- I captured the adjusted closing price of each stock on required dates. I then calculated the 1, 3, 5, 10, 15 and 20-year returns for each index in their respective currencies. The period starting date is May 21st of 2019, 2017, 2015, 2010, 2005, and 2000. The period ending date is always May 20, 2020.
- I am presenting the findings below in pretty colorful charts.
If TL;DR, then, the conclusion is of course Warren Buffett is spot on.
No index beat the US S&P 500 index in 1, 3, 5, 10 or 15 years in absolute percentage returns. (Each index is calculated in the corresponding country’s currency).
The Bombay Stock Exchange, or BSE in India is the only one that outperformed S&P 500 in 20 years in absolute percentages.
So, if you are earning and spending in India (i.e, in INR), and you could have invested in BSE Index 20-25 years ago, you would have made a handsome return today. However, if you were earning and spending in USD or AED, and invested in BSE Index 20 years ago, you would surely have been better off investing in S&P 500. Indian currency has devalued significantly over the past 20 years. The average USD-INR rate was 45.68 and on May 20, 2020, 1 USD would fetch you INR 75.58, a 65.5% depreciation. I have presented my findings on this too, skip to the bottom to reach there first.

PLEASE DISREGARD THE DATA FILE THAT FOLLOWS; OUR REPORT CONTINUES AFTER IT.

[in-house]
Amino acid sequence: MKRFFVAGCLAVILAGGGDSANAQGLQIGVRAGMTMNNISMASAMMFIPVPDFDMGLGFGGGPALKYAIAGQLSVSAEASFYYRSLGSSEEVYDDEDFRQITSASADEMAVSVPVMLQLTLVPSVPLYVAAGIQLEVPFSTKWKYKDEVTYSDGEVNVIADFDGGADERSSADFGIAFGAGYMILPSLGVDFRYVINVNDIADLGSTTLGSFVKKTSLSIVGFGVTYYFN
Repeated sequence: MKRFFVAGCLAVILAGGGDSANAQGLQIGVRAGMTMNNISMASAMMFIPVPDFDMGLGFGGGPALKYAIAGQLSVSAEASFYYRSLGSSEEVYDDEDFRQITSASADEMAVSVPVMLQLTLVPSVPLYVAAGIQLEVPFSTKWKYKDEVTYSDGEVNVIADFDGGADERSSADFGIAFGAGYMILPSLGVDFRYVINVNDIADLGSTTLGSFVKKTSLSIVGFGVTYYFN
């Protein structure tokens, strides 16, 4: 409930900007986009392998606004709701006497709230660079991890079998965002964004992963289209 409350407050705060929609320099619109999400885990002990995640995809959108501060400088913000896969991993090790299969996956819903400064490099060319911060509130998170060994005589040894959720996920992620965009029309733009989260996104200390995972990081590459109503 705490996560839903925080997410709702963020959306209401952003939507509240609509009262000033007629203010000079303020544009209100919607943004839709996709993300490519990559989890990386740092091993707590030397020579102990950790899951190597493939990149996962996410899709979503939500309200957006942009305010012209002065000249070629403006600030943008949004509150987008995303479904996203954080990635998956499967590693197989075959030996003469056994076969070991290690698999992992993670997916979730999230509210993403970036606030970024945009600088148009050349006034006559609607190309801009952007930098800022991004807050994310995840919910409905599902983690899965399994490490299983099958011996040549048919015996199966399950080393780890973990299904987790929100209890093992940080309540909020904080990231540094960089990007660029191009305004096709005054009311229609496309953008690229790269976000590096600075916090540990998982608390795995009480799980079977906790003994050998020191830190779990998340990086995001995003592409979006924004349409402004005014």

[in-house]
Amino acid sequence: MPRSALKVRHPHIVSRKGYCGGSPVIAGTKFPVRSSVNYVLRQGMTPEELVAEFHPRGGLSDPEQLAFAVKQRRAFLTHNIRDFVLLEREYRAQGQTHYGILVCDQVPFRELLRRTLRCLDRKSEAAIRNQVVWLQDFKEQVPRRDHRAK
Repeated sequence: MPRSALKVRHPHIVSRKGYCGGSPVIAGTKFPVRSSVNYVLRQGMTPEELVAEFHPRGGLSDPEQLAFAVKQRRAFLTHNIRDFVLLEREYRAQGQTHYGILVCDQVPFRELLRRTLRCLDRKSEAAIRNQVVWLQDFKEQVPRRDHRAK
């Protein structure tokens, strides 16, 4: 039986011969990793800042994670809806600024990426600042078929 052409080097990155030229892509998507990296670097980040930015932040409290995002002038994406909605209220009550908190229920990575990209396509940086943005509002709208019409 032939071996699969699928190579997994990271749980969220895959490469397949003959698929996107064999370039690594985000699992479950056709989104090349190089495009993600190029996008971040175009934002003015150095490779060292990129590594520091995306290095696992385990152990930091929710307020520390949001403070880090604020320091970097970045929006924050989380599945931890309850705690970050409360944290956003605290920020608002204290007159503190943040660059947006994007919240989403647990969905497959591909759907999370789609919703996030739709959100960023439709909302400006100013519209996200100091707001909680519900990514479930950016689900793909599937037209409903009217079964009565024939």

As you can see, in the past 12 months, despite the massive crash due to #Covid19, the S&P 500 has rebounded enough that it is the only index with positive returns of 5.8%. This is a healthy return considering a dollar denominated Fixed Deposit would net you barely 1% to 2%. India, Singapore and the UK had the worst performing indexes in the last 12 months with their respective indexes returning losses of nearly (21%), (20%) and (18%). The Shanghai Stock Exchange, SSE was almost flat in returns yielding a (0.8%) loss.